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10/01/2014

Bioethics Commission Participates in White House BRAIN Conference

At the White House BRAIN Conference yesterday, Lisa M. Lee, Executive Director of the Presidential Commission for the Study of Bioethical Issues (Bioethics Commission) joined other representatives from federal agencies to discuss the progress and the goals of the BRAIN Initiative.  Her remarks, as part of the panel “Current Activities, Long-Term Goals, and Critical Components for Success,” follow.

Dr. Holdren, colleagues, honored guests:

Thank you for the opportunity to update you on the Bioethics Commission’s progress and role related to this White House Grand Challenge.

We all know that advances in biomedicine, science, and technology come with a range of ethical considerations.

The Bioethics Commission is an independent advisory panel comprising a variety of disciplines including law, philosophy, medicine, science, and engineering. We seek to identify policies and practices that will ensure that scientific research, health care delivery, and technological innovation are conducted in a socially and ethically responsible manner.

So, we were delighted last year when President Obama asked us to review the ethical considerations associated with neuroscience research as part of the BRAIN Initiative.

Earlier this year, we released the first of two reports in response to his charge. That report: Gray Matters: Integrative Approaches for Neuroscience, Ethics, and Society. We’ve heard that word a lot today—”integrative”—and that’s my message here.

In Gray Matters the Commission called for adequate and clearly demarcated funding to achieve its recommendation of integrating ethics explicitly and systematically throughout neuroscience research.

Such integration allows us to incorporate ethical insights into the scientific process and to consider societal implications of neuroscience research from the very beginning.

Ethics integration – early and throughout research – can prevent the need for corrective interventions, and help build public trust in science. Integration prevents intervention.

We have collected public comments from professional organizations, affected communities and individuals and have engaged with the scientific community, all of whom bring to bear a variety of important perspectives on contemporary neuroscience.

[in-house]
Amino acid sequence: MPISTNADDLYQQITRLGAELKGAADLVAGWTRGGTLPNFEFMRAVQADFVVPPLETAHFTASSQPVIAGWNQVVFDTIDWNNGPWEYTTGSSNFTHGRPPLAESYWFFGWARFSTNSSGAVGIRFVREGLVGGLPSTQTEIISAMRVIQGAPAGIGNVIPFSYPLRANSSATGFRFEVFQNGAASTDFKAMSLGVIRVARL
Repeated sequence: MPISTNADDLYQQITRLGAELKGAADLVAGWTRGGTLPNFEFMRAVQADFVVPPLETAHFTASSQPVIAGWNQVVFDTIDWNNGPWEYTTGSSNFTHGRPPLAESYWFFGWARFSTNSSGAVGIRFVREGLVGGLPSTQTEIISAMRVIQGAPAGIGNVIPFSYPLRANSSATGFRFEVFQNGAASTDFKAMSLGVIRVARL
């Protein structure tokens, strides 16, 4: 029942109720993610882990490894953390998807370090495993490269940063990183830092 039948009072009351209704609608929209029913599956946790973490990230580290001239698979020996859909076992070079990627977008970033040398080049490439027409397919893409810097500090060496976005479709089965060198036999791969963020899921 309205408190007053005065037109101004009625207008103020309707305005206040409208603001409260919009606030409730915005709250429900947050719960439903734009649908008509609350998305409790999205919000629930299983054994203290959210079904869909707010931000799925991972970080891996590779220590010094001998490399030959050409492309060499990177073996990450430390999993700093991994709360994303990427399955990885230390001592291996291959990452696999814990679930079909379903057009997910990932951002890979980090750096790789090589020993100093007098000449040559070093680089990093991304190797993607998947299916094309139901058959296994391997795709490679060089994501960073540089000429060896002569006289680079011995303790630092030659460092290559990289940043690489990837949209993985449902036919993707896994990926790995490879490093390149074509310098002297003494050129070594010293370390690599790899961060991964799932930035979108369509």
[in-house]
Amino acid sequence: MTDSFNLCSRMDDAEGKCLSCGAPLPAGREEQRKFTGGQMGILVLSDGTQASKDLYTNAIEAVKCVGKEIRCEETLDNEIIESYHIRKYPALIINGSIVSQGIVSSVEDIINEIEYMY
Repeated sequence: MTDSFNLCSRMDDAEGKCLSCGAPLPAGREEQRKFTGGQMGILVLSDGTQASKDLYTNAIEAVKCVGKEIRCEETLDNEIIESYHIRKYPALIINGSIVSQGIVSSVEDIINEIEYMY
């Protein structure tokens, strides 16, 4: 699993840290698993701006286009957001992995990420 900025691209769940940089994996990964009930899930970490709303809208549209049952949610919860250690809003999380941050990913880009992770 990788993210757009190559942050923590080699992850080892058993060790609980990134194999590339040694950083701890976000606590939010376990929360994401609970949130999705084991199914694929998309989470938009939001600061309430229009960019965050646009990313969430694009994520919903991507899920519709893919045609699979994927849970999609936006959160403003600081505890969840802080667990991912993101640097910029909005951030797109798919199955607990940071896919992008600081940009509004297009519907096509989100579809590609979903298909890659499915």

We heard from many, including the Salk Institute, the Allen Institute, and the Kavli Foundation, and others.

In our first report, we actually recommended that BRAIN Initiative-related scientific advisory bodies include substantive participation by persons with relevant expertise in the ethical and societal implications of the neuroscience under consideration.

The Commission did not recommend a single model of integration – there are many good options and we reported on several of these. We did highlight DARPA’s exemplary work in this area. DARPA successfully combines several approaches to ethics integration including

  • Consulting with an independent panel of ethics experts,
  • Linking program managers with ethics mentors, and
  • Setting aside funds for ethics consultation.

In short – good science is ethical science. We point to DARPA’s example because we are keenly aware that ethics recommendations can be interpreted as just one more bureaucratic hurdle in the way of scientific discovery.

Clearly, DARPA’s integrated model has not hampered its progress or broken its bank.

Our commission works diligently to make practical recommendations— recommendations that both de-mystify ethics and facilitate good science. We know that so much can be gained from neuroscience research. And I think we all agree that we must ensure it does not come to a screeching halt because of one significant ethical lapse.

Thinking about these issues now and implementing our recommendations in a way that is compatible with your institution or agency can prevent that from happening.

Next, the Bioethics Commission is considering the implications of neuroscience research and its applications more broadly for our second report. We’re thinking about:

  • The ethical issues raised across stages of life – from infancy through old age,
  • And what neuroscience research might mean for various affected communities like those affected by Alzheimer’s disease, Parkinson’s disease, and mental illness.

These types of community engagement play a key role in our deliberations We expect to hold at least one additional public meeting – in November – before concluding our deliberations and making a final set of recommendations.

Since by now you’ve no doubt picked up our theme, that ethics integration – early and throughout research – prevents intervention, I will close simply by saying that, on behalf of the 11 Members of the Bioethics Commission, we are delighted to be a part of this initiative – from its very beginning.

Thank you.

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